Bob Olson and his business partner Andrew Maiorana have a lot riding on their brand new beer, Bolero Snort. The fledgling New Jersey brewers recently introduced their first production beers to the masses: Blackhorn, a 6.5 percent ABV black IPA with a lovely balance of hop bitterness and rich toasted malts, and Ragin’ Bull, an easy drinking 5 percent ABV amber ale with mellow notes of caramel and a slightly nutty finish.
The brewery started as a hobby that spun out of control.
“I caught the home brew bug early, and in May 2010 had illusions of grandeur that the beer could be to market later that year,” brewery founder Bob Olson tells TODAY.com. “A reality check and a year of planning and recipe tweaking had us submit our federal permit in January of 2012, and just over a year to the day we brewed batch 001."
Bolero Snort is an anagram for Robert Olson, and it makes sense – like many young brewers, he has invested so much into launching a brewery, why not his name as well?
“It’s a bit surreal,” Olson said. “It’s been such a long time coming that I still can't believe I can walk into one of my favorite bars and pay for one of our beers.”
If everyone who was opening a brewery in 2013 walked into a bar to find one of their beers on tap, you’d see a forest of handles, close to 400.
“We are seeing slightly over one brewery per day on average open in the United States right now,” said Paul Gatza, a director at the Brewers Association, adding that there are more than 1,300 new breweries currently in planning. Only one brewery closes for every 11 that open in the United States, meaning each day brings more and more competition for guys like Olson and Maiorana.
Like many breweries just getting started, Olson and Maiorana will make their mistakes and learn from others. The folks at the New Jersey Beer Co., who brought their beer to market about three years ago and have had their fair share of bumps and bruises along the way, and can serve as a roadmap for them.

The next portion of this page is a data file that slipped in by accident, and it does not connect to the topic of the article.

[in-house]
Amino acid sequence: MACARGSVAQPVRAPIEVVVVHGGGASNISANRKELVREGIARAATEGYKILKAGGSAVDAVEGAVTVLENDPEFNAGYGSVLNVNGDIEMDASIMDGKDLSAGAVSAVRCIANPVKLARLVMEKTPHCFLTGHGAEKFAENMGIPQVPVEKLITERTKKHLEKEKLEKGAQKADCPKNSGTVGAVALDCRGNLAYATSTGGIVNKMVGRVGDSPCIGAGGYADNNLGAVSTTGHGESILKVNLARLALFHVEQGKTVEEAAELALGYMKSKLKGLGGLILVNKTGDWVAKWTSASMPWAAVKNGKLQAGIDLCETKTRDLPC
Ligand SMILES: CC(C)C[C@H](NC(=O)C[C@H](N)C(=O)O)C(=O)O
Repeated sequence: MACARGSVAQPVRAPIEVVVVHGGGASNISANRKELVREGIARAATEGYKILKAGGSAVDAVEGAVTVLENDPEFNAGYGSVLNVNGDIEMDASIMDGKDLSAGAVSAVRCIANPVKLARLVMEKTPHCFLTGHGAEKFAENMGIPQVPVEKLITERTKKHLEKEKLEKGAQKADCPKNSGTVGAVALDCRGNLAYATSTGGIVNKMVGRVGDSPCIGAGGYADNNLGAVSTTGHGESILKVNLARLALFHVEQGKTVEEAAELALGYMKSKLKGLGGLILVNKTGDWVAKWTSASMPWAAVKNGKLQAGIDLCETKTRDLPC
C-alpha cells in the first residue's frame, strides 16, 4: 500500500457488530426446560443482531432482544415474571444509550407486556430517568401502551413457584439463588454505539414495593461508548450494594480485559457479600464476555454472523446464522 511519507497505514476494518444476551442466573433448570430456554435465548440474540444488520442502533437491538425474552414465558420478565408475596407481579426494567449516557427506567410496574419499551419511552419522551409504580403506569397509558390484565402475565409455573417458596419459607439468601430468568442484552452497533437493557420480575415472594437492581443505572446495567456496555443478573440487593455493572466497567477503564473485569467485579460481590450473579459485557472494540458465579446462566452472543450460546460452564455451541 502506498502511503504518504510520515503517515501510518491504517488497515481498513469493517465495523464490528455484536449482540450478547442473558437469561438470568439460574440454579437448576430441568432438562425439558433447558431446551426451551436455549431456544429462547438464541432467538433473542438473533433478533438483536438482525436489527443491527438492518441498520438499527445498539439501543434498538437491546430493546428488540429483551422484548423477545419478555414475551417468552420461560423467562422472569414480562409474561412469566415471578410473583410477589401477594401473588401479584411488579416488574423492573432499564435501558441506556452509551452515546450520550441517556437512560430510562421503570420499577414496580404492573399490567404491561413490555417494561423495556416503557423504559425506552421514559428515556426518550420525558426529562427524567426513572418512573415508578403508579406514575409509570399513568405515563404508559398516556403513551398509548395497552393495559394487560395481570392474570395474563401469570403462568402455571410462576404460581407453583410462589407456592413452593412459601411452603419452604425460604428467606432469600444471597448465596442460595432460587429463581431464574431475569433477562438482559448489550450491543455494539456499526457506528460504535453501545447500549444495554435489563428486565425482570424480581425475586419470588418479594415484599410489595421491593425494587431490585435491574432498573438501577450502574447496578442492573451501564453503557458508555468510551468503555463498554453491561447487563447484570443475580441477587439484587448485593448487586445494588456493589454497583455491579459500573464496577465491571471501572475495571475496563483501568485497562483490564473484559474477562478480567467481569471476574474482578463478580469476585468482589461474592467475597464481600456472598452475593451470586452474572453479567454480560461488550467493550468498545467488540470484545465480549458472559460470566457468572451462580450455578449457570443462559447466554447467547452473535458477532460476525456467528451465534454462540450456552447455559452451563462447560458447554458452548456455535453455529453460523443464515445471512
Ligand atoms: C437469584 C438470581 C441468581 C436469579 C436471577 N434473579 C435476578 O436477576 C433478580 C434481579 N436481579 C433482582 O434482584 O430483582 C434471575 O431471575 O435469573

“Bob has been a friend of NJBC since the very beginning,” said Kevin Napoli, general manager of the New Jersey Beer Co. “He has been able to see some of the mistakes we made and prepare himself for them - he is well positioned as a young brewer.”
The New Jersey Beer Co. hasn’t had it easy. Soon after opening in 2010, they suffered the devastating loss of their bottling line, which made the young brewery solely reliant on tap sales for revenue. Then there were some hiccups with distribution, and most recently, Hurricane Sandy flooded their facility and knock out their power for two weeks.
Despite these setbacks, things are going well for the North Bergen, N.J.-based brewery. After two frustrating years, they’ve managed to get their hands on a slick new bottling line. They’ve also added two new 40-barrel fermenters and have hired a second brewer to keep up with demand.
“We are now operating at full capacity and running cases of bottles weekly,” said Napoli. “It has improved not only sales, but morale as well.”
When asked to choose one thing will make or break a brewery, Napoli says it comes down to the product.
“We feel that the most important factor in success is ultimately the beer,” he said. “By focusing on the quality and consistency of the beer, we never lose sight of the customer, and this business is all about the customer.”
Gatza from the Brewers Association agreed. “If the beer is great, then access to capital and access to market become easier.”
As of now, things are looking good for Bolero Snort.
“Andrew and I are incredibly pleased at how well scaling up our original home brew batches to a commercial level went this first round, and we think the beers will speak for themselves,” Olson said. “The reviews on Untappd and Ratebeer have been more than what we could have hoped for – we worked hard to make great tasting beers that we enjoyed drinking ourselves and it’s great seeing that others now share our sentiment.”
Now the duo just have to avoid equipment failure, distribution woes and natural disasters, but in for a penny, in for a pound.
“Both Andrew and myself both still maintain fulltime jobs, so sleep has suffered a bit,” Olson said. “But we're hoping all the hard work, time and long hours will pay off in the years to come.”